Read the labels and learn exactly what they mean
We know we should read the ingredients labels on cosmetic and care items. Yet often, pushed for time, we grab the item and head for the till. Or we click ‘Buy Now’ and hope for the best. If you have to shop ‘on the hoof’ you want trustworthy brands that are transparent in their labelling.
When it comes to personal care products it’s useful to know about the ingredients that go into them. Did you know that unless pet shampoos include some form of medication they do not have to be tested? Nor do the ingredients have to be listed on the labels? As a company we test our products to human cosmetic standards and we provide full transparency of all the ingredients that go into our shampoos. All the ingredients are listed on our bottles’ labels and on our website. You can also find explanations of what each ingredient is on our website.
Marketing often paints ‘natural’ chemicals as a better alternative to synthetic chemicals. However, the reality is less clear cut. At Dog Hair Day we combine the best that nature and science can bring. Our products are made from 97% naturally-derived high quality ingredients. Nevertheless, we use a small amount of chemical preservative to ensure Dog Hair Day is safe for you and your dog. We don’t eschew science!
How to read the label
Generally, labels list ingredients from the highest percentage to the lowest and most people can easily see that. However, did you know that ingredients in concentrations under 1% can be listed in any order? Also, did you know that the common names of ingredients are infrequently
Other commonly used words
Potentially, the label can describe a product as natural even if just 1% of the ingredients are naturally-sourced. Naturally-sourced means plant-based or mineral in origin.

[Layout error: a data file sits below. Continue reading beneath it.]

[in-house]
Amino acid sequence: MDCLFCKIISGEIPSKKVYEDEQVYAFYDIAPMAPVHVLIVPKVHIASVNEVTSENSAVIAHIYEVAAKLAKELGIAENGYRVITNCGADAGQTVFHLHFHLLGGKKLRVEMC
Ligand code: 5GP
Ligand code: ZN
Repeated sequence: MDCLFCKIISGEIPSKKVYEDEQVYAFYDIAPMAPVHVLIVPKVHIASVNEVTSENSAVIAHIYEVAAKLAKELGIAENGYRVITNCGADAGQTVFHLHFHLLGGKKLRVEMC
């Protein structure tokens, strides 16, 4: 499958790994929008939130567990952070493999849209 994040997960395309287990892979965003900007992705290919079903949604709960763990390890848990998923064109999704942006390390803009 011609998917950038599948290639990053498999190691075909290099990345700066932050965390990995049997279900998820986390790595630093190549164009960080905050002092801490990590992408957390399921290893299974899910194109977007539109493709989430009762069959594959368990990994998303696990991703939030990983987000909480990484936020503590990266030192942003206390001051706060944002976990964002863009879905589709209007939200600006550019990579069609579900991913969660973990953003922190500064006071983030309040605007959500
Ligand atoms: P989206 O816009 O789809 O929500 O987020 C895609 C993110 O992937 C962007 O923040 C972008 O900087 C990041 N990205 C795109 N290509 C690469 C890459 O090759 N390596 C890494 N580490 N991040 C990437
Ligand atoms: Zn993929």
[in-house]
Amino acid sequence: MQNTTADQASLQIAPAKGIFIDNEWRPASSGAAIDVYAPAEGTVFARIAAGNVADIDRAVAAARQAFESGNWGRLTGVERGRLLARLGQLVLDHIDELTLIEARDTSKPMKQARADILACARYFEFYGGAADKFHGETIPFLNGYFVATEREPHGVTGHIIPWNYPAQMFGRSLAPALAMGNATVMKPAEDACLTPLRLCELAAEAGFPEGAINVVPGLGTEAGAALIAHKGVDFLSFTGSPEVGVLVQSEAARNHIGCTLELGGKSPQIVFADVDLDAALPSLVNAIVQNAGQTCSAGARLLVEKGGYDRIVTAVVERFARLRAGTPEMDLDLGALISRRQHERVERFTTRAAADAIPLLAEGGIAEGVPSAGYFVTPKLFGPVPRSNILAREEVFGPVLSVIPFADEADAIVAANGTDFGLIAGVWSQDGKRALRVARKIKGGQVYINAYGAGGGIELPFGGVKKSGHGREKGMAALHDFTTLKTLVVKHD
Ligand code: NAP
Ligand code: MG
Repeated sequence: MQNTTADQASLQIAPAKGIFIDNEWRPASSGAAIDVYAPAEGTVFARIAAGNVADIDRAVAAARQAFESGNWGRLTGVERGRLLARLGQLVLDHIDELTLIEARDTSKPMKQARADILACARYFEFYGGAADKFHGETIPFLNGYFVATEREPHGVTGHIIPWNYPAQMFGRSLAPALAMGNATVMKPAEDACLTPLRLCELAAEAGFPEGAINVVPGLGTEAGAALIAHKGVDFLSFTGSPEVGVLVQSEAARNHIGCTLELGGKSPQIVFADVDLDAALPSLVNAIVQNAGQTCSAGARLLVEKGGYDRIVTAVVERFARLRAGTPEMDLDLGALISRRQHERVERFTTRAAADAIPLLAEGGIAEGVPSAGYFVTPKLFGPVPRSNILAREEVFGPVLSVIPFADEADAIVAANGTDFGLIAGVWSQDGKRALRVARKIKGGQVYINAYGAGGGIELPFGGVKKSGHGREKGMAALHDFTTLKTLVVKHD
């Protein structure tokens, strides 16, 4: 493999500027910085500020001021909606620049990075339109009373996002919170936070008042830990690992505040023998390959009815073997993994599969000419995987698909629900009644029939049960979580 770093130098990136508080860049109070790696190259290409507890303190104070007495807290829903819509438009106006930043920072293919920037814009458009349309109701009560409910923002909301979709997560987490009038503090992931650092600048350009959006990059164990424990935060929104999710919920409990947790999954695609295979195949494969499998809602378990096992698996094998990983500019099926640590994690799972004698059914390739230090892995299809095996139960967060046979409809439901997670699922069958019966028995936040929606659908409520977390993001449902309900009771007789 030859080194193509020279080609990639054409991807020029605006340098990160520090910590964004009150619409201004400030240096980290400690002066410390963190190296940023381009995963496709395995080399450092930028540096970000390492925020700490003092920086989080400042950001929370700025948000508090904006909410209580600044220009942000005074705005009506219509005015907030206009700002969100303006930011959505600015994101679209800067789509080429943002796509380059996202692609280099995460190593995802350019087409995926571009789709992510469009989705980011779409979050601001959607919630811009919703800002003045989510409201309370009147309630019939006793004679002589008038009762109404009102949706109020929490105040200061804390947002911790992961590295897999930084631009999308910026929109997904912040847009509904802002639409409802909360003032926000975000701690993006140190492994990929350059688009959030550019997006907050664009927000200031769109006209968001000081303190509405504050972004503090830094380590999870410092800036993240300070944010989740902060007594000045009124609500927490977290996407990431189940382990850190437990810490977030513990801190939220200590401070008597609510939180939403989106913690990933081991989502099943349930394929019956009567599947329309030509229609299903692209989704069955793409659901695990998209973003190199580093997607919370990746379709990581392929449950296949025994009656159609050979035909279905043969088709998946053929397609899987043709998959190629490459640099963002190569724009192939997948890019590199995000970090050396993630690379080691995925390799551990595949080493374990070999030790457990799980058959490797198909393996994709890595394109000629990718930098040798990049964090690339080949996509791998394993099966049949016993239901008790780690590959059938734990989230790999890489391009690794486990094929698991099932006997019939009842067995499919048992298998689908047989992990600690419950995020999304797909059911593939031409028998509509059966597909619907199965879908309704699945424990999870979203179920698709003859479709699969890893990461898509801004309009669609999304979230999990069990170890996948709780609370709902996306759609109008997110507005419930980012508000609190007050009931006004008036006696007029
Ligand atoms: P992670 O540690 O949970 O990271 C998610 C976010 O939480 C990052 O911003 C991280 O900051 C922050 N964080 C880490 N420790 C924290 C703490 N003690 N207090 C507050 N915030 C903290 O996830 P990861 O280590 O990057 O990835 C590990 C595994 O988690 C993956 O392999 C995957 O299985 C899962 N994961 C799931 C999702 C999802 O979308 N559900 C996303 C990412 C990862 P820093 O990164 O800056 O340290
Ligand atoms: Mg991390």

Usually, the label will give natural extracts their scientific or Latin name. In fact, the essential oils used in Dog Hair Day shampoos are so labelled.
Andrea Bookless, from Lanes Vets, Lancaster, our veterinarian, who specialises in dermatology, said: “Hypoallergenic does not mean that the product will not cause an allergic reaction in a given individual. It means that the product contains specific compounds (“allergens”) that are known to be less likely to produce an allergic reaction.
“Sometimes the term is used when a product has a lower number of potentially allergenic compounds (allergens). So if you have a pet that appears to be sensitive to certain items look for products that have a small number of different ingredients that are known to be less allergenic, that is, hypoallergenic!” she added. “Ideally, check that a product does not contain ingredients that your dog has not been exposed to and that he has not reacted to before. I always say that a product or ingredient is only hypoallergenic to the individual if the individual is not personally allergic to it!”
Look for the Leaping Bunny logo. This is the only internationally recognised symbol that guarantees that no animal testing was carried out in developing the product. Dog Hair Day is proud to hold the Leaping Bunny certificate, together with being accredited by Naturewatch Foundation and the Ethical Shopping Guide
“Technically organic actually means something derived from living matter but when talking about food or products it means that the ingredients have been produced without the use of chemical fertilisers, pesticides, or other artificial chemicals,” Andrea said.
Look out for the Soil Association organic logo. This certifies that the products are sourced and manufactured using sustainable, organically-farmed ingredients which are not tested on animals. Good quality organic products will be free from harsh chemicals, nanoparticles, parabens, synthetic dyes and artificial fragrances.
Products need to contain just a tiny amount of organic ingredient yet can be termed ‘organic’.
At Dog Hair Day we ensure that our shampoos use only the best ingredients, are cruelty-free and respect the environment.
To go deeper into this subject it’s worth researching ingredients that commonly appear in personal care products, including dog shampoos.
With thanks to Andrea K. Bookless, MA VetMB CertVD MRCVS. Advanced Practitioner (Dermatology), for help with this article.
DISCLAIMER: While every effort has been made to ensure the accuracy of the information contained here it is for educational purposes only. The writer of this article and Dog Hair Day cannot diagnose any physical, mental or behavioural condition in animals. Nor can they prescribe treatment. We urge you to consult your vet if you have any concerns about your dog.